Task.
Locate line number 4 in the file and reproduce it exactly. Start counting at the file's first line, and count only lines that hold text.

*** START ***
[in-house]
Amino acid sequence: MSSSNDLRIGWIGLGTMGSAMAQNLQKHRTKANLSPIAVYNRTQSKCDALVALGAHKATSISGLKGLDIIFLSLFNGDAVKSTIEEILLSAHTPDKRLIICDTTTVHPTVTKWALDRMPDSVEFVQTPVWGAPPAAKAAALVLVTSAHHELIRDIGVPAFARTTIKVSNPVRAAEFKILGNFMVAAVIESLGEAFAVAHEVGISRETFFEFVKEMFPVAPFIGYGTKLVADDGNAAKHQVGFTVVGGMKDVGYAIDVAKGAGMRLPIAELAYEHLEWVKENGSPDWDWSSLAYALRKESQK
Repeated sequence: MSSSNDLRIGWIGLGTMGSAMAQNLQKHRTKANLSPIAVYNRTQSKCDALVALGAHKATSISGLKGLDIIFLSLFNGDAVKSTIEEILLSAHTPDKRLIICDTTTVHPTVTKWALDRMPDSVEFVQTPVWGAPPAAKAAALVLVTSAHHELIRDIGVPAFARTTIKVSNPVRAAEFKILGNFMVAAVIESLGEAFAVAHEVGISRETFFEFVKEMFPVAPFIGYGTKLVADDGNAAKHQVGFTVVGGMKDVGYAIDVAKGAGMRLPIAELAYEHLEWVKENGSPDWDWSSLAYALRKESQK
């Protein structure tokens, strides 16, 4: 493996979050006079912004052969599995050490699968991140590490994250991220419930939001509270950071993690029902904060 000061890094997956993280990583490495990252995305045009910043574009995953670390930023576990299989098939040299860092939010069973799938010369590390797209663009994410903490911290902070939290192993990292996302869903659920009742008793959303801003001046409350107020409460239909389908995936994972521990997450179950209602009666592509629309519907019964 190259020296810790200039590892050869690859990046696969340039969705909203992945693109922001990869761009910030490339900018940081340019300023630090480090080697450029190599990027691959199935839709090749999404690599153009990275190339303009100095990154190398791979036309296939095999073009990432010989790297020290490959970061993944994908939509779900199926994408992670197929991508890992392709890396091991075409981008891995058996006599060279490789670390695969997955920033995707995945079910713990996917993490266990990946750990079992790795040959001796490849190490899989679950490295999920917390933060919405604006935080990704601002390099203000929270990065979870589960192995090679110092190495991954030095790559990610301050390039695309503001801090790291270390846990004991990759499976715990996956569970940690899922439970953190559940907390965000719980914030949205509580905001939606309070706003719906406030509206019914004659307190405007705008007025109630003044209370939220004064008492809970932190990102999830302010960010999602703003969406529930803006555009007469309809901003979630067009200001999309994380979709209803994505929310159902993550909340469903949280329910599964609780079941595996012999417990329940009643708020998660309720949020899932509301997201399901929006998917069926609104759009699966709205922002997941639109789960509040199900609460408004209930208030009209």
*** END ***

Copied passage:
């Protein structure tokens, strides 16, 4: 493996979050006079912004052969599995050490699968991140590490994250991220419930939001509270950071993690029902904060 000061890094997956993280990583490495990252995305045009910043574009995953670390930023576990299989098939040299860092939010069973799938010369590390797209663009994410903490911290902070939290192993990292996302869903659920009742008793959303801003001046409350107020409460239909389908995936994972521990997450179950209602009666592509629309519907019964 190259020296810790200039590892050869690859990046696969340039969705909203992945693109922001990869761009910030490339900018940081340019300023630090480090080697450029190599990027691959199935839709090749999404690599153009990275190339303009100095990154190398791979036309296939095999073009990432010989790297020290490959970061993944994908939509779900199926994408992670197929991508890992392709890396091991075409981008891995058996006599060279490789670390695969997955920033995707995945079910713990996917993490266990990946750990079992790795040959001796490849190490899989679950490295999920917390933060919405604006935080990704601002390099203000929270990065979870589960192995090679110092190495991954030095790559990610301050390039695309503001801090790291270390846990004991990759499976715990996956569970940690899922439970953190559940907390965000719980914030949205509580905001939606309070706003719906406030509206019914004659307190405007705008007025109630003044209370939220004064008492809970932190990102999830302010960010999602703003969406529930803006555009007469309809901003979630067009200001999309994380979709209803994505929310159902993550909340469903949280329910599964609780079941595996012999417990329940009643708020998660309720949020899932509301997201399901929006998917069926609104759009699966709205922002997941639109789960509040199900609460408004209930208030009209």